TRIM33 loss in multiple myeloma is associated with genomic instability and sensitivity to PARP inhibitors

Roisin M McAvera, Jonathan J Morgan, Ana B Herrero, Ken I Mills, Lisa J Crawford

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Deletions of chromosome 1p (del(1p)) are a recurrent genomic aberration associated with poor outcome in Multiple myeloma (MM.) TRIM33, an E3 ligase and transcriptional co-repressor, is located within a commonly deleted region at 1p13.2. TRIM33 is reported to play a role in the regulation of mitosis and PARP-dependent DNA damage response (DDR), both of which are important for maintenance of genome stability. Here, we demonstrate that MM patients with loss of TRIM33 exhibit increased chromosomal instability and poor outcome. Through knockdown studies, we show that TRIM33 loss induces a DDR defect, leading to accumulation of DNA double strand breaks (DSBs) and slower DNA repair kinetics, along with reduced efficiency of non-homologous end joining (NHEJ). Furthermore, TRIM33 loss results in dysregulated ubiquitination of ALC1, an important regulator of response to PARP inhibition. We show that TRIM33 knockdown sensitizes MM cells to the PARP inhibitor Olaparib, and this is synergistic with the standard of care therapy bortezomib, even in co-culture with bone marrow stromal cells (BMSCs). These findings suggest that TRIM33 loss contributes to the pathogenesis of high-risk MM and that this may be therapeutically exploited through the use of PARP inhibitors.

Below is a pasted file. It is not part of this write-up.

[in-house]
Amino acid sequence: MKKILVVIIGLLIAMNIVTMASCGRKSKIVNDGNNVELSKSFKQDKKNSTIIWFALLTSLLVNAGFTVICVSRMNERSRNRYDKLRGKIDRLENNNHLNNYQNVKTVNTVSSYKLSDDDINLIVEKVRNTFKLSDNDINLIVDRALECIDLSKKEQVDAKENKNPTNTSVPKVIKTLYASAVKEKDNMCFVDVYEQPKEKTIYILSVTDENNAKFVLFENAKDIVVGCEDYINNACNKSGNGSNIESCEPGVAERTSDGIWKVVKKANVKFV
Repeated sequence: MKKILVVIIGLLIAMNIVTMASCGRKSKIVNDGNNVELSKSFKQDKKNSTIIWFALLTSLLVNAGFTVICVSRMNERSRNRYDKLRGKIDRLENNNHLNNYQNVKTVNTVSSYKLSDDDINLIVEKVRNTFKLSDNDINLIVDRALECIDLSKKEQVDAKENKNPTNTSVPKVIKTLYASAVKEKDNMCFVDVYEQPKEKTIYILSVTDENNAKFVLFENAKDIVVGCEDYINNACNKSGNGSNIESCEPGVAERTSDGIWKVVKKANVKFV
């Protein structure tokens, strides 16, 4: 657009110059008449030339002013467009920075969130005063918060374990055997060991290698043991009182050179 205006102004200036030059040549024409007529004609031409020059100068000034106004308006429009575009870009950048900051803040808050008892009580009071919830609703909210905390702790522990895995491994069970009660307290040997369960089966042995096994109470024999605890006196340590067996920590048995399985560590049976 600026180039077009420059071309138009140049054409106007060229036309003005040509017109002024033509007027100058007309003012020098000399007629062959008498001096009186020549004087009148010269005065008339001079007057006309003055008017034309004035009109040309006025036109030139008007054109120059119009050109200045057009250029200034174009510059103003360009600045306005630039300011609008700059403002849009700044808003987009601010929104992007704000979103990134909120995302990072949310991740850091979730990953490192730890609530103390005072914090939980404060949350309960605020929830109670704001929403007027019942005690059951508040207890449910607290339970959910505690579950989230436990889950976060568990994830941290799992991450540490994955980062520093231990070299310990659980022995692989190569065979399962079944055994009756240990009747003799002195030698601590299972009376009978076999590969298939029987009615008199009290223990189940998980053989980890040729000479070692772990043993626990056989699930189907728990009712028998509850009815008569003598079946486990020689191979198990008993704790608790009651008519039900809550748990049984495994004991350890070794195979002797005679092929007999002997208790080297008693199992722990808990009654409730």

Original languageEnglish
Article number8797
Number of pages11
JournalScientific Reports
Publication statusPublished - 16 Apr 2024

Bibliographical note

© 2024. The Author(s).


  • Humans
  • Poly(ADP-ribose) Polymerase Inhibitors/pharmacology
  • DNA Repair
  • Multiple Myeloma/drug therapy
  • DNA Breaks, Double-Stranded
  • Genomic Instability
  • Transcription Factors


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